Ada Lovelace Day

Today is Ada Lovelace day, an international day of blogging to celebrate women in technology. Lots more details are available here. I also encourage you to check out today's guest blog post at the UKRC's GetSETWomen blog, which is by Honora Smith, great-great-great niece of Ada.

I've always had an interest in the history of computing, the field to which Ada Lovelace made such a significant contribution, as my parents met while my father was an electrical engineer and my mother an operator on the Mark 1 computer in Manchester back in the 1950s, and they both spent the rest of their working lives in the computing profession.

Back in those days, people who wanted to use the power of computers for their various projects had to learn programming languages such as usercode, Algol, Fortran, Basic and so on. These days, many of us can be "high-level" users, i.e. we don't have to learn the programmes or the technologies to use the tools. I have great admiration for those who do both, so in honour of Ada Lovelace day I will mention a few of those people here – all of whom I have met (most of them in real life) since I started blogging.

Debra Hamel, inventor of many web-technologies involving books and reading, is appropriately interviewed today by Clare Dudman, a distinguished scientific writer and novelist, and keeper of the snails. Debra is perhaps best known for adopting Twitter on day 1 of the service, and developing TwitterLit and its younger relation Kidderlit, daily games which have featured in the mainstream media (The Guardian newspaper, for example). Debra is also founder of one of the earliest book-bloggers' reading festivals, the quarterly Buy a Friend a Book week. Full details at Clare's excellent interview, which reveals others of Debra's talents. Debra runs several blogs, but her "main" one, if that is a fair description, is the Deblog.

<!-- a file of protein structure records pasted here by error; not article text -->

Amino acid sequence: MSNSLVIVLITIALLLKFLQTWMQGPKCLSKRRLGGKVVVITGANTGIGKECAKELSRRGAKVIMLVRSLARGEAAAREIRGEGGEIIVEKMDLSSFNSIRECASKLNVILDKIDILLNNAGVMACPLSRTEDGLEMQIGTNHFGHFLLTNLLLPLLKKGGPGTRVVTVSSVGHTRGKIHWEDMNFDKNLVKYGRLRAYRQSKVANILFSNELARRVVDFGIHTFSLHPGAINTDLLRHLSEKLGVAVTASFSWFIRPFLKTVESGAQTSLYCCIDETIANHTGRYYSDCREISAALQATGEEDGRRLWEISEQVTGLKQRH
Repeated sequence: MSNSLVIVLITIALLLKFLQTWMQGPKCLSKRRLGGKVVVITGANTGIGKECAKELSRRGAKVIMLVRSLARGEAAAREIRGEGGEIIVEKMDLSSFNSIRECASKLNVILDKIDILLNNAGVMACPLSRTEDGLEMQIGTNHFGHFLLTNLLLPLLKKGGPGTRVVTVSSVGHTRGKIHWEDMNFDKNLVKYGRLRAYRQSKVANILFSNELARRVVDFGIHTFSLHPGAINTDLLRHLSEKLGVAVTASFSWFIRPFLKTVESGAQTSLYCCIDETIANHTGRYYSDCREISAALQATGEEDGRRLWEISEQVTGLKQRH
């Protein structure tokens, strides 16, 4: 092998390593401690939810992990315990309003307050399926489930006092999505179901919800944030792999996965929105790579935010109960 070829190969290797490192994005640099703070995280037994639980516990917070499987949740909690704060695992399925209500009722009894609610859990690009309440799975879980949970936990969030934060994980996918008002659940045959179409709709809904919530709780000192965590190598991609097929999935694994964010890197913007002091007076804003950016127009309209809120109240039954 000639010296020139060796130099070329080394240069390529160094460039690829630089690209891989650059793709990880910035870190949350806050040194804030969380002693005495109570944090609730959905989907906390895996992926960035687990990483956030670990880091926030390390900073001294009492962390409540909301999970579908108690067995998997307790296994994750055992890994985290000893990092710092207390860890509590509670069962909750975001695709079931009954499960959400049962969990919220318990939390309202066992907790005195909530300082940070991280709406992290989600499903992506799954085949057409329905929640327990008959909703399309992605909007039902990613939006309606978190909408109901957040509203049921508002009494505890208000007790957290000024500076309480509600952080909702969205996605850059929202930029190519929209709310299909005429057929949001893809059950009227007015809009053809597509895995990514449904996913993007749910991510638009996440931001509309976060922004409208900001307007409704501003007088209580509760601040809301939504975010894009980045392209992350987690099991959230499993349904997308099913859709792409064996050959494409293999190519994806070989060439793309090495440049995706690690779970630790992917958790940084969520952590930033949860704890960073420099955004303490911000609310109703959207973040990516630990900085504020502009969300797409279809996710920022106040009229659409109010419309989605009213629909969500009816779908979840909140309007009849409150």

Karen Meek, as well as being a librarian professional, created and maintains the Euro Crime website. This wonderful resource is a database of original reviews of European crime fiction (new reviews are added every week), much of it in translation, as well as a complete bibliography of the very many authors writing books in the genre, with links to their websites. Euro Crime also features news, events, a blog and other information about European crime fiction and, occasionally, science fiction (with an accent on Dr Who). As well as being a considerable, and free to use, technical achievement in its own right, Euro Crime brings together those who love the genre, and is a fantastic resource for any potential reader wishing to broaden her or his horizons. 

Steffi Suhr writes a blog called Science Behind the Scenes, about people in science but also very much about those behind the science, who help to make it possible, whether in support roles, in management, publishing or other. The accent is on marine and polar science, so readers truly get a sense of the technologies and efforts involved in doing research – all told with Steffi's good humour and positive outlook. She herself juggles a demanding job as an editor for a German scientific publisher, a challenging family life (her partner is away for long periods of time), running marathons, and her passion for the communication of science. Her blog conveys a wonderful enthusiasm for technology, and her descriptions allow one to understand these sometimes complex subjects almost without realising it. I wish more scientists would write blogs like Steffi's; she is a great example and role model – just check out her blog and scroll down the variety of descriptions, interviews and stories, to see what I mean.